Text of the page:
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Daniel Darling Christian Blog and Commentary

Don't Be a Ravioli Parent

  • Daniel Darling
    Daniel Darling is the Vice President for Communications for the Ethics and Religious Liberty Commission of the Southern Baptist Convention (ERLC). For five years, Dan served as Senior Pastor of Gages Lake Bible Church in the northwest suburbs of Chicago and is the author of several books, including Teen People of the Bible, Crash Course, iFaith, Real, and his latest, Activist Faith. He is a weekly contributor to Out of Ur, the blog of Leadership Journal. His work has been featured in evangelical publications such as Relevant Magazine, Homelife, Focus on the Family, Marriage Partnership, In Touch with Dr. Charles Stanley. He has guest-posted on leading blogs such as Michael Hyatt, The Gospel Coalition, OnFaith (Washington Post), and others. He is a contributing writer for many publications including Stand Firm, Enrichment Journal and others. Dan’s op-eds have appeared in Washington Posts’ On Faith, CNN.com's Belief Blog, and other newspapers and opinion sites. He is a featured blogger for Crosswalk.com, Churchleaders.com and Believe.com, Covenant Eyes, G92, and others. Publisher's Weekly called his writing style "substantive and punchy." Dan is a sought-after speaker and has been interviewed on TV and radio outlets across the country, including CNN, 100 Huntley Street, Moody Broadcasting Network, Harvest Television, The Sandy Rios Show, American Family Radio, the Salem Radio Network, and a host of other local and national Christian media. He holds a bachelor’s degree in pastoral ministry from Dayspring Bible College and is pursuing a Masters of Divinity degree from Trinity Evangelical Divinity School. He and his wife Angela have four children and reside in the Nashville area. Daniel is represented by Tamela Hancock Murray of The Steve Laube Literary Agency
  • 2011 Oct 17
  • Comments

As a kid, I loved eating ravioli, and as an adult I still like eating it. It's one of my favorite meals. But as a dad, ravioli has become my enemy. Why? Because it may be the single messiest meal for kids. You are pretty much guaranteed that if you give your sweet little infant a bowl of ravioli, they will end up with an epic sauce and noodle disaster.

So I hate ravioli. My wife, however, doesn't seem to be so bothered by it. Every once in a while she will say to me, "Dan, should we have ravioli for dinner tonight?" I always look at her funny when she says this, as if she said, "Hey, how about we go ahead and sign ourselves up for an extra hour of dinner cleanup? Wouldn't that be fun?"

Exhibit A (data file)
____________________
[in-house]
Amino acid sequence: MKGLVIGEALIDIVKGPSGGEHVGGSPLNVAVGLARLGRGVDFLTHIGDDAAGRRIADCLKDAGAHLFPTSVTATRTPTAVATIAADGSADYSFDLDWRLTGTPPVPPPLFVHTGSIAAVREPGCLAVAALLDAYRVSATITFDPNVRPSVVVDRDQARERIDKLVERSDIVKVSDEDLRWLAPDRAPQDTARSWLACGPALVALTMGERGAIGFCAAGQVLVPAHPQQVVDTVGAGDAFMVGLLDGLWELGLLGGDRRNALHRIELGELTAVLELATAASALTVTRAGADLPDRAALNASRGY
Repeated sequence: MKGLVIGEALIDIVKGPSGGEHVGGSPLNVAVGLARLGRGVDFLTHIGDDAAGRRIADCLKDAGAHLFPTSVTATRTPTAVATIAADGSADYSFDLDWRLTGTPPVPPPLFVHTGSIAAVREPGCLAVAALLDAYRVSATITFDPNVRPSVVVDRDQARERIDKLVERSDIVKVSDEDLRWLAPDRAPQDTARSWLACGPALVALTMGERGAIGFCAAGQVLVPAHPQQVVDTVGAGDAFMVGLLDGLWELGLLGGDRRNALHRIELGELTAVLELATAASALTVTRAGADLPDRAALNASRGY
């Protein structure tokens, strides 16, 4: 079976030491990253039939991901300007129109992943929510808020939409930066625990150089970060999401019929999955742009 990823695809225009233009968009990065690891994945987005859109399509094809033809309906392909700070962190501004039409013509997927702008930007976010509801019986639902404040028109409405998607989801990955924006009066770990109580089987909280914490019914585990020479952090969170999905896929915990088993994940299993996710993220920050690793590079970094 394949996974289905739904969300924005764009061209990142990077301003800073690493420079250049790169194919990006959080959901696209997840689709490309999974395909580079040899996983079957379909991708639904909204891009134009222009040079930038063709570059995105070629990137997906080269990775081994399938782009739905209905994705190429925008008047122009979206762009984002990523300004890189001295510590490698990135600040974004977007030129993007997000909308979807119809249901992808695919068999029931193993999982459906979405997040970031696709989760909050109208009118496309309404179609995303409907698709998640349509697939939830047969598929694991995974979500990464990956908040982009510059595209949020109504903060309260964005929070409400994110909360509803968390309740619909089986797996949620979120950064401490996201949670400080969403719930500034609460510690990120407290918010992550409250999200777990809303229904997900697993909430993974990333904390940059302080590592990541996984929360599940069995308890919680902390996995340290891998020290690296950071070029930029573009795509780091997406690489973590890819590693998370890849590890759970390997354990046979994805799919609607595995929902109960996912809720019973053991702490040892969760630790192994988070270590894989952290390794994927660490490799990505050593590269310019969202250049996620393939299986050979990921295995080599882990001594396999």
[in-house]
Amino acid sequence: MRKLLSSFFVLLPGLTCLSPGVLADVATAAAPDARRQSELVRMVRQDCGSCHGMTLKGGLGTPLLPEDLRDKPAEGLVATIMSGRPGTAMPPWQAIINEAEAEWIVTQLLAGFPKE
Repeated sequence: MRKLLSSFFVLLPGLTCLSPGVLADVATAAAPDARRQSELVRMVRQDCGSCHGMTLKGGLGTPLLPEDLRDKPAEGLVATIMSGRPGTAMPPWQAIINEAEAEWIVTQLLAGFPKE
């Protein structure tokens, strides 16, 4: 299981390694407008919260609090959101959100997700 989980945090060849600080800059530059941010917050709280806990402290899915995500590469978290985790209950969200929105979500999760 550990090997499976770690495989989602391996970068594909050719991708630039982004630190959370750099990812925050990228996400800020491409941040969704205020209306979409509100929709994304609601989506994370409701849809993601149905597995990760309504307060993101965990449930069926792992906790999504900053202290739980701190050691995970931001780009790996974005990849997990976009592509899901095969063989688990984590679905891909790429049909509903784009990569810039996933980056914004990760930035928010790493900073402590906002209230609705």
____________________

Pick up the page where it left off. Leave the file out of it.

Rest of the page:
Angela and I often see things like ravioli differently. I choose the path of least resistance. She isn't bothered by the potential disaster that is ravioli. I thought of this as I consider the job of parenting. I wonder if the avoid-ravioli approach is our default approach with our kids. We choose the path of least resistance.

Our tendency as parents is to shelter our children. We want to create a safe environment so they don't mess anything up, so they don't get hurt. So we work hard to keep all negative influences out of their lives. We avoid the ravioli.

Most of the time this is good, because we as parents should guard our children, we should watch over them, we should filter their influences. But that is not our only job. It is also our task to train them up to live out their faith in a sin-soaked world. I wonder if we often keep our kids from any hint of risk or danger at their detriment. We keep the ravioli from them because we don't want to do the hard work of cleaning it up. We fear the influences with our teens, so we so shelter them from any friends at all. We don't like the youth leader's music or movie styles so we keep them from youth group. We worry about the media, so we keep any and all media from their consumption.

The problem with this approach is that our children can grow up without being equipped to live in this world and bring light to darkness. I'm not saying we should have no rules or standards. And every home draws the lines a bit differently.

However, I think part of our desire to hang on tight to our children is that we don't want to see them ever experience hurt. We don't want them to live with any consequences of risk. In doing so, we rob them of the lessons learned in brokenness. And by choosing the path of least resistance, in sparing ourselves from having to deal with the fallout of their choices, we think tightening things up, hanging on, sheltering will help them avoid the pitfalls of life.

But sometimes our kids need to eat ravioli, to get it all up in their hair and all over the high-chair and on the floor. They need to make a royal mess of themselves, so they can see their own brokenness, their own need for a Savior, and can learn the lesson of failure.